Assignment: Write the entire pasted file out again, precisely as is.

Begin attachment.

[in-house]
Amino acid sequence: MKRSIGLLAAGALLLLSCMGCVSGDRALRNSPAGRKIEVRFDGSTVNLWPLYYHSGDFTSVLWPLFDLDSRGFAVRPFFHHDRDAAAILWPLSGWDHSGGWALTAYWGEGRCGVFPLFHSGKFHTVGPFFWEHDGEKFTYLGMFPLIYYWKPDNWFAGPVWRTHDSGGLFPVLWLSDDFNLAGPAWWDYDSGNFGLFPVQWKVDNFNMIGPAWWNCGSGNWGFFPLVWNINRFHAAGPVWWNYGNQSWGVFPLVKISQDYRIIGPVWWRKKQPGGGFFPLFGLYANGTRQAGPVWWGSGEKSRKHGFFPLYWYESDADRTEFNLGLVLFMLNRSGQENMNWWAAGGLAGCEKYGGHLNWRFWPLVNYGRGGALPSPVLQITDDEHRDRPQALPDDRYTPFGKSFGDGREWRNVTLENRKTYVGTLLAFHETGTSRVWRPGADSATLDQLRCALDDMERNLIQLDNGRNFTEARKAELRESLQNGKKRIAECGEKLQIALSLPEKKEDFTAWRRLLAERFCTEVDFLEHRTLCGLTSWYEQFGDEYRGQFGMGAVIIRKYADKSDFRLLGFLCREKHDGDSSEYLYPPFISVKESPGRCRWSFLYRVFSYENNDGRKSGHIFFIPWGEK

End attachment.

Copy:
[in-house]
Amino acid sequence: MKRSIGLLAAGALLLLSCMGCVSGDRALRNSPAGRKIEVRFDGSTVNLWPLYYHSGDFTSVLWPLFDLDSRGFAVRPFFHHDRDAAAILWPLSGWDHSGGWALTAYWGEGRCGVFPLFHSGKFHTVGPFFWEHDGEKFTYLGMFPLIYYWKPDNWFAGPVWRTHDSGGLFPVLWLSDDFNLAGPAWWDYDSGNFGLFPVQWKVDNFNMIGPAWWNCGSGNWGFFPLVWNINRFHAAGPVWWNYGNQSWGVFPLVKISQDYRIIGPVWWRKKQPGGGFFPLFGLYANGTRQAGPVWWGSGEKSRKHGFFPLYWYESDADRTEFNLGLVLFMLNRSGQENMNWWAAGGLAGCEKYGGHLNWRFWPLVNYGRGGALPSPVLQITDDEHRDRPQALPDDRYTPFGKSFGDGREWRNVTLENRKTYVGTLLAFHETGTSRVWRPGADSATLDQLRCALDDMERNLIQLDNGRNFTEARKAELRESLQNGKKRIAECGEKLQIALSLPEKKEDFTAWRRLLAERFCTEVDFLEHRTLCGLTSWYEQFGDEYRGQFGMGAVIIRKYADKSDFRLLGFLCREKHDGDSSEYLYPPFISVKESPGRCRWSFLYRVFSYENNDGRKSGHIFFIPWGEK